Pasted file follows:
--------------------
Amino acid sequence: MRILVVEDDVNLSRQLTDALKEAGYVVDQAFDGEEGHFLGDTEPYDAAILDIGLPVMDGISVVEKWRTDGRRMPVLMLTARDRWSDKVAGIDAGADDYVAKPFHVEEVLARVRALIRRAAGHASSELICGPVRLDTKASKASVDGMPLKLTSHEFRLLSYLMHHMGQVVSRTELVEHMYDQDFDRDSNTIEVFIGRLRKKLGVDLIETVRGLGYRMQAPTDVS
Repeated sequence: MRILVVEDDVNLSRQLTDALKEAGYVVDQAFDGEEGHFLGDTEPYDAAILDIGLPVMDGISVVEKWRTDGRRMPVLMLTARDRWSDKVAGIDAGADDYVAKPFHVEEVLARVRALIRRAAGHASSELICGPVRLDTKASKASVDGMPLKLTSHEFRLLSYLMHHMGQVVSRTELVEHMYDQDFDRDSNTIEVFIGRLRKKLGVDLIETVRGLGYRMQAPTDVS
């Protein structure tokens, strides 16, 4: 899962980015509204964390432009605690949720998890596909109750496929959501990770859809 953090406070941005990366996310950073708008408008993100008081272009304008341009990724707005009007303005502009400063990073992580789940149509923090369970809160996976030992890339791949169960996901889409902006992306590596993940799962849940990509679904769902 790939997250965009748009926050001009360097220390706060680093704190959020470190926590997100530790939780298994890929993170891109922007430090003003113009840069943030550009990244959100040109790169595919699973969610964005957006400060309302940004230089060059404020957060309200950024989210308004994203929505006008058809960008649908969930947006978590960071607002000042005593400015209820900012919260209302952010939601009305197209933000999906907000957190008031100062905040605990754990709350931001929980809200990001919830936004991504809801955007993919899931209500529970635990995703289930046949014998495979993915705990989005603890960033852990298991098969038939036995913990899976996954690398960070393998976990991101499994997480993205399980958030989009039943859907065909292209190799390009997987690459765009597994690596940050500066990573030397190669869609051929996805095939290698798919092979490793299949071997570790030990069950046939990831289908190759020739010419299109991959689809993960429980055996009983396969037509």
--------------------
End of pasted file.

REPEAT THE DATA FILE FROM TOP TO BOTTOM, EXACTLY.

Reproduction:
Amino acid sequence: MRILVVEDDVNLSRQLTDALKEAGYVVDQAFDGEEGHFLGDTEPYDAAILDIGLPVMDGISVVEKWRTDGRRMPVLMLTARDRWSDKVAGIDAGADDYVAKPFHVEEVLARVRALIRRAAGHASSELICGPVRLDTKASKASVDGMPLKLTSHEFRLLSYLMHHMGQVVSRTELVEHMYDQDFDRDSNTIEVFIGRLRKKLGVDLIETVRGLGYRMQAPTDVS
Repeated sequence: MRILVVEDDVNLSRQLTDALKEAGYVVDQAFDGEEGHFLGDTEPYDAAILDIGLPVMDGISVVEKWRTDGRRMPVLMLTARDRWSDKVAGIDAGADDYVAKPFHVEEVLARVRALIRRAAGHASSELICGPVRLDTKASKASVDGMPLKLTSHEFRLLSYLMHHMGQVVSRTELVEHMYDQDFDRDSNTIEVFIGRLRKKLGVDLIETVRGLGYRMQAPTDVS
């Protein structure tokens, strides 16, 4: 899962980015509204964390432009605690949720998890596909109750496929959501990770859809 953090406070941005990366996310950073708008408008993100008081272009304008341009990724707005009007303005502009400063990073992580789940149509923090369970809160996976030992890339791949169960996901889409902006992306590596993940799962849940990509679904769902 790939997250965009748009926050001009360097220390706060680093704190959020470190926590997100530790939780298994890929993170891109922007430090003003113009840069943030550009990244959100040109790169595919699973969610964005957006400060309302940004230089060059404020957060309200950024989210308004994203929505006008058809960008649908969930947006978590960071607002000042005593400015209820900012919260209302952010939601009305197209933000999906907000957190008031100062905040605990754990709350931001929980809200990001919830936004991504809801955007993919899931209500529970635990995703289930046949014998495979993915705990989005603890960033852990298991098969038939036995913990899976996954690398960070393998976990991101499994997480993205399980958030989009039943859907065909292209190799390009997987690459765009597994690596940050500066990573030397190669869609051929996805095939290698798919092979490793299949071997570790030990069950046939990831289908190759020739010419299109991959689809993960429980055996009983396969037509």